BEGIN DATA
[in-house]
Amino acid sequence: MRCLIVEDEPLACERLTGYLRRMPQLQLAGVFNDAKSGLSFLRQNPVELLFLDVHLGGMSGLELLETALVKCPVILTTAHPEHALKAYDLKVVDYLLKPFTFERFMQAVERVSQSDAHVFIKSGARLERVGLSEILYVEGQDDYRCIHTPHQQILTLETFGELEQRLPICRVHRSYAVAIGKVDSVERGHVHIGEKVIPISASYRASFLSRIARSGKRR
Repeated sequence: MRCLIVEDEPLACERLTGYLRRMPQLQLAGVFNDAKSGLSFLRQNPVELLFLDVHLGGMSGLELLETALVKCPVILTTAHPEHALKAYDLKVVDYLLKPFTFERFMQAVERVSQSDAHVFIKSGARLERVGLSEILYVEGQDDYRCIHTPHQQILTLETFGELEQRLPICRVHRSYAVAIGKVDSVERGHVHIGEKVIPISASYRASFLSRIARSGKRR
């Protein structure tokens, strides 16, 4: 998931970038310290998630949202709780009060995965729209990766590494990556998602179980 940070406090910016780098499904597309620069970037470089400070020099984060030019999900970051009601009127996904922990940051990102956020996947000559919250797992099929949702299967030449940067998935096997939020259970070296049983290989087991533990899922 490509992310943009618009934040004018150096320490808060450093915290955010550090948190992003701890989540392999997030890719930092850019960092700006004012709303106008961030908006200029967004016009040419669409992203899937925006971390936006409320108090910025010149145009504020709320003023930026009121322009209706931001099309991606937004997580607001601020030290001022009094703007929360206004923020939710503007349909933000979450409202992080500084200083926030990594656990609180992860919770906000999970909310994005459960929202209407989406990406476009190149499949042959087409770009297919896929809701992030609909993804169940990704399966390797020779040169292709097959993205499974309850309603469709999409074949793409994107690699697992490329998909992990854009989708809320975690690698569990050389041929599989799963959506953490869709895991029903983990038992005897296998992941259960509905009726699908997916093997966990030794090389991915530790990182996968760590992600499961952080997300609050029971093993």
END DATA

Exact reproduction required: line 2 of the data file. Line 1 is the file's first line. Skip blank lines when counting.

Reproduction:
Amino acid sequence: MRCLIVEDEPLACERLTGYLRRMPQLQLAGVFNDAKSGLSFLRQNPVELLFLDVHLGGMSGLELLETALVKCPVILTTAHPEHALKAYDLKVVDYLLKPFTFERFMQAVERVSQSDAHVFIKSGARLERVGLSEILYVEGQDDYRCIHTPHQQILTLETFGELEQRLPICRVHRSYAVAIGKVDSVERGHVHIGEKVIPISASYRASFLSRIARSGKRR